This research project is a the center of Jon Christensen's dissertation in progress.
A re-examination of the sources used to construct the dominant historical narrative of the sweeping transformation of California's grasslands by overgrazing, invasive annual grasses, and drought in the 19th century reveals spatial and temporal contradictions and complications. The dominant narrative, constructed largely by ecologists and geologists, has argued that the only spaces where native plant communities could survive were limited areas of nutrient poor, chemically harsh soils called serpentine. These relict spaces were conceived as areas where succession had stopped. And in order to preserve California's native grasslands it was argued that these areas had to be protected from disturbance such as grazing and fire.
A new spatial and temporal analysis using a newly digitized database of records from a consortium of 16 academic herbaria in California, along with additional historical observations from the 19th century and early 20th century, suggests the persistence of a more heterogeneous plant community across a wider space over a longer period of time. This analysis focuses on a threatened butterfly, Euphydryas editha editha or the Bay checkerspot, which is currently only found on serpentine soils, and the plants upon which it depends.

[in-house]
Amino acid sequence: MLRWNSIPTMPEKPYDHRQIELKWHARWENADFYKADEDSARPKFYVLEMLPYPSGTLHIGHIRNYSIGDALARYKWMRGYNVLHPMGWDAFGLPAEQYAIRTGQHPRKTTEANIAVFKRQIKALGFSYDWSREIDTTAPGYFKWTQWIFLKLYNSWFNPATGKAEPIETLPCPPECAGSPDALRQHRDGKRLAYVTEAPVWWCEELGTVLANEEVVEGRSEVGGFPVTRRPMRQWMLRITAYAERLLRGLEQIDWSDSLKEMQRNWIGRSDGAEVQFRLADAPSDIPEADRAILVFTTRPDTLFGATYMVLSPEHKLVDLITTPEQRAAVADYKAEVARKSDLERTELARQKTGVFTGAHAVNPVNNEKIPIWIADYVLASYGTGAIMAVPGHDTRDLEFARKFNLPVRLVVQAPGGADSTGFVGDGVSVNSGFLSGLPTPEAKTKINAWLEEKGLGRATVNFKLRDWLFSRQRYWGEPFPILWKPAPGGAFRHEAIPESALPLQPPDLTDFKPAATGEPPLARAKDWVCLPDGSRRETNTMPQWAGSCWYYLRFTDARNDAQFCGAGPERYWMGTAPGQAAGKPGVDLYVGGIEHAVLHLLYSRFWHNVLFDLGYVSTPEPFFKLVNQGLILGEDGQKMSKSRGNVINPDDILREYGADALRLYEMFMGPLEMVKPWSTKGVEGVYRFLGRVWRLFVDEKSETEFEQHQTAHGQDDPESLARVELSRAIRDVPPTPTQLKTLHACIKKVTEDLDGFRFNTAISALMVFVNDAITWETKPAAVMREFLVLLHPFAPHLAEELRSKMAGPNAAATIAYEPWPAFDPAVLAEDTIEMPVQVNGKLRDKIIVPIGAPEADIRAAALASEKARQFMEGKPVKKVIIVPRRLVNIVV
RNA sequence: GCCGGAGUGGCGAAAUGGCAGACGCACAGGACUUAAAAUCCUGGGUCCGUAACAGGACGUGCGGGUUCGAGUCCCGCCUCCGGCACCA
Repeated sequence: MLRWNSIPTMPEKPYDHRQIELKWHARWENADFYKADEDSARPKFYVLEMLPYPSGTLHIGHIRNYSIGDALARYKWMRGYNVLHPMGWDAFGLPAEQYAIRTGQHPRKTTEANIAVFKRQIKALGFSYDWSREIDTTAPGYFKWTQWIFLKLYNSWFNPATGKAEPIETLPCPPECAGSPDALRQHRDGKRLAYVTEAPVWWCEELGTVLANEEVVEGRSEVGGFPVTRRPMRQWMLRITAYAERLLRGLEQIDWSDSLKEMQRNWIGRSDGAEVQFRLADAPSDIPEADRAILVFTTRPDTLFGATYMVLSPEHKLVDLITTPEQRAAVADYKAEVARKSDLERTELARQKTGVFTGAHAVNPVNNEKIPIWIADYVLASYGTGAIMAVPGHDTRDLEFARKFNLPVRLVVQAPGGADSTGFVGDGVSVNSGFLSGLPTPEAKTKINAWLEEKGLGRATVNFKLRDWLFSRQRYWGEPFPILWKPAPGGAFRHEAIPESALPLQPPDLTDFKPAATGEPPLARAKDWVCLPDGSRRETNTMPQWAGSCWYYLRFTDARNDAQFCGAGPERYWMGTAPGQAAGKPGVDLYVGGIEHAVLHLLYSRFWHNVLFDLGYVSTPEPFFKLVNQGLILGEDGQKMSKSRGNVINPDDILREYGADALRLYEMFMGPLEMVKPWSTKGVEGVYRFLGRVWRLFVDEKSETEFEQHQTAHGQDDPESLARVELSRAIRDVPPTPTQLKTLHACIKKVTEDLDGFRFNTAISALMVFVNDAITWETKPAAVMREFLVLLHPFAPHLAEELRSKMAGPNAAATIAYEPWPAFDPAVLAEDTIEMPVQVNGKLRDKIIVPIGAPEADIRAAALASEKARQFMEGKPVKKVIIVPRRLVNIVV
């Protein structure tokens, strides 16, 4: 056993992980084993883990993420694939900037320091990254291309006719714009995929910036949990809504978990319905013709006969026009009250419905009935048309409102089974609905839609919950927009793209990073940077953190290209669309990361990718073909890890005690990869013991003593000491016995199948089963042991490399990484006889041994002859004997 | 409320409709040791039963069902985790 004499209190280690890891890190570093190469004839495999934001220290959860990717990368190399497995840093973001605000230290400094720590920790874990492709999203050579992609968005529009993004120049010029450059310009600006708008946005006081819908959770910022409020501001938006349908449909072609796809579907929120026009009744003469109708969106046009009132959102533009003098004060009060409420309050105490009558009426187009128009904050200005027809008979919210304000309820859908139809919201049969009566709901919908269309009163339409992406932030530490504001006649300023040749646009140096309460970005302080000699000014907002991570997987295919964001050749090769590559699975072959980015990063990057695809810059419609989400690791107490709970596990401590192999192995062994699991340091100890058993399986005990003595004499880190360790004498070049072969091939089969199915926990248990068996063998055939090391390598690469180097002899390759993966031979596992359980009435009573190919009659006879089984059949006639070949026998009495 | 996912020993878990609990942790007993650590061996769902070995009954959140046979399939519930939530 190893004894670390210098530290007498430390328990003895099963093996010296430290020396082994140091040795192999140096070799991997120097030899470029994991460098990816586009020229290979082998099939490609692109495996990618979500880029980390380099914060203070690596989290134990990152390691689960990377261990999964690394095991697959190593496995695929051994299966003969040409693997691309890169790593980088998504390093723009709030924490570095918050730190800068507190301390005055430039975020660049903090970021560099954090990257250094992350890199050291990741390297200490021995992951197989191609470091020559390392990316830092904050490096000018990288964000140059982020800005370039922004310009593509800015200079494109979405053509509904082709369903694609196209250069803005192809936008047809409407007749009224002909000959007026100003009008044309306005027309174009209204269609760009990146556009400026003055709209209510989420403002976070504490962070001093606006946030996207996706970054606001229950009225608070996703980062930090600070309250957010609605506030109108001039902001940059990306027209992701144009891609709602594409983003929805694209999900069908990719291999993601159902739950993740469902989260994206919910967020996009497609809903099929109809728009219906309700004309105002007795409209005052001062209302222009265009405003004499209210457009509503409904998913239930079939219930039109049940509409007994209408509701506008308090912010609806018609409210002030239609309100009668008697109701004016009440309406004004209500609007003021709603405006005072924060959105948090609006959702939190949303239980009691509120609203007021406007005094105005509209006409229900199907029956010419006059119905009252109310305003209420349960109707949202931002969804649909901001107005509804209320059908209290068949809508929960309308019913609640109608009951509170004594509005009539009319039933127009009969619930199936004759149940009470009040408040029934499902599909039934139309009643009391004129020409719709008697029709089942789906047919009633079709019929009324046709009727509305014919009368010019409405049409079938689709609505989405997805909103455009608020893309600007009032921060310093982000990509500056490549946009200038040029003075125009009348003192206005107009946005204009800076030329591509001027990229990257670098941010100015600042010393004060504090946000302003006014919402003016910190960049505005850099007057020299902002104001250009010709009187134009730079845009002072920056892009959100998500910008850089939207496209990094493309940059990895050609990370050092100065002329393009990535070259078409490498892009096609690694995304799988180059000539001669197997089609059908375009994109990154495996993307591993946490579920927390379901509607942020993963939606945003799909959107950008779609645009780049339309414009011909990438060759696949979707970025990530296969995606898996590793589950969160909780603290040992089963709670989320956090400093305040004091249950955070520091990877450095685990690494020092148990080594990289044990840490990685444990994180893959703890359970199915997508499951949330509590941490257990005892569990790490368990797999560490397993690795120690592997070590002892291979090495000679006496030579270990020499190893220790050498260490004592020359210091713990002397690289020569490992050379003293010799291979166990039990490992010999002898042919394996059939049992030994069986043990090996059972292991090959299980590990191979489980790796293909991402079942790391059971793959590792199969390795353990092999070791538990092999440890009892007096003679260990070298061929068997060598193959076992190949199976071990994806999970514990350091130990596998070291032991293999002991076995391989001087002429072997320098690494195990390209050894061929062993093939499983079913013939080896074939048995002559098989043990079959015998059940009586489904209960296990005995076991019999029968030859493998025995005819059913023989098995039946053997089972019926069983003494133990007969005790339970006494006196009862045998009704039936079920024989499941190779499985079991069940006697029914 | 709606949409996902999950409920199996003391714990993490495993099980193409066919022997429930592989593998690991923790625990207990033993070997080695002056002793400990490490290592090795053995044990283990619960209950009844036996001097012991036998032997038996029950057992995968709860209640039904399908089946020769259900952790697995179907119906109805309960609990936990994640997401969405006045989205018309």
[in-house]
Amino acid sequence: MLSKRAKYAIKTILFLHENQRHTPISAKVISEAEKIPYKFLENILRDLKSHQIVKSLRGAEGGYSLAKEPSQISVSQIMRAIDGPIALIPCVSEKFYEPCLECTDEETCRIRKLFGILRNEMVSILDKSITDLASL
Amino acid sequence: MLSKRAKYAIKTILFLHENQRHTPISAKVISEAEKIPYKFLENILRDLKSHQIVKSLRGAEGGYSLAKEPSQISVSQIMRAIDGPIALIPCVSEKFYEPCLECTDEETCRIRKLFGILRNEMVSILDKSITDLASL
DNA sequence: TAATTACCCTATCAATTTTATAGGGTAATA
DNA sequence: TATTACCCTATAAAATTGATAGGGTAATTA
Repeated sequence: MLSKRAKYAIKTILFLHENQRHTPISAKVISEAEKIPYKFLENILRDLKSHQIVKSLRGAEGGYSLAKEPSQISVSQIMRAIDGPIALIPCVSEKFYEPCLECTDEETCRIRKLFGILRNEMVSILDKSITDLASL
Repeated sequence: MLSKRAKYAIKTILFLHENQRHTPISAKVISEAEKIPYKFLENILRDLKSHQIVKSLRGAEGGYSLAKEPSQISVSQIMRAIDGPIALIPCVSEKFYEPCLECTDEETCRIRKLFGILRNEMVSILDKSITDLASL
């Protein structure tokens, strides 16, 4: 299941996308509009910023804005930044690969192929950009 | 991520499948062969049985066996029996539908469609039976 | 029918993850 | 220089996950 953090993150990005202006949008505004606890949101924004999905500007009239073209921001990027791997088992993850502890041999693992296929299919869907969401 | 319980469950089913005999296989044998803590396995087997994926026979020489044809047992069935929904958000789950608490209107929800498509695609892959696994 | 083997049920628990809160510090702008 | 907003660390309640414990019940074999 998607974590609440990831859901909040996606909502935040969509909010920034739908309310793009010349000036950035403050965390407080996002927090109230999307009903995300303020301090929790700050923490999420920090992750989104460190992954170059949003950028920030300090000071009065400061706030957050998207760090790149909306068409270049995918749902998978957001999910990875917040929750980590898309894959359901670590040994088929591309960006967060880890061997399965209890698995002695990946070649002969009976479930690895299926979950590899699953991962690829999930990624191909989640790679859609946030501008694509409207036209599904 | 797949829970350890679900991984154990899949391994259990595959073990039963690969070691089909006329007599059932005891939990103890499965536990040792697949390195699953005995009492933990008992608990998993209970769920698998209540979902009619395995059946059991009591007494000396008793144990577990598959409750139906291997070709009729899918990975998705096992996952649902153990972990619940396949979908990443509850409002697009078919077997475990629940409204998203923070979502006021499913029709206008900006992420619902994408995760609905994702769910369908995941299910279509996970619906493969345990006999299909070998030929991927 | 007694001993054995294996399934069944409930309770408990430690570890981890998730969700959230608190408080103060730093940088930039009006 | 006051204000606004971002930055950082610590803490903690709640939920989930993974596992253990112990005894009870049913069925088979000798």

The dominant historical narrative of the transformation of California's grasslands has been used to explain the butterfly's demise and shape conservation strategies. It has been argued that the transformation of the grasslands left the butterfly stranded with its host and nectar plants on serpentine soils, and as those areas have been developed or fragmented in the late 20th century, the vulnerable butterfly has been driven toward extinction. This analysis suggests that efforts to protect serpentine soils and plants from disturbance likely contributed to the butterfly's demise, and that conservation efforts now underway should consider the possibilities for recovering species across a broader, more heterogeneous and dynamic landscape.
We are currently investigating a comparative spatial environmental history of 64 Bay checkerspot populations around the Bay Area to test these hypotheses.
This work is part of an interdisciplinary research project studying the feasibility of reintroducing the Bay checkerspot to Jasper Ridge Biological Preserve on the Stanford campus. That research is supported by the Woods Institute for the Environment.
This work is also part of a larger project and a set of collaborations exploring the creation of an Interactive Digital Environmental History of California.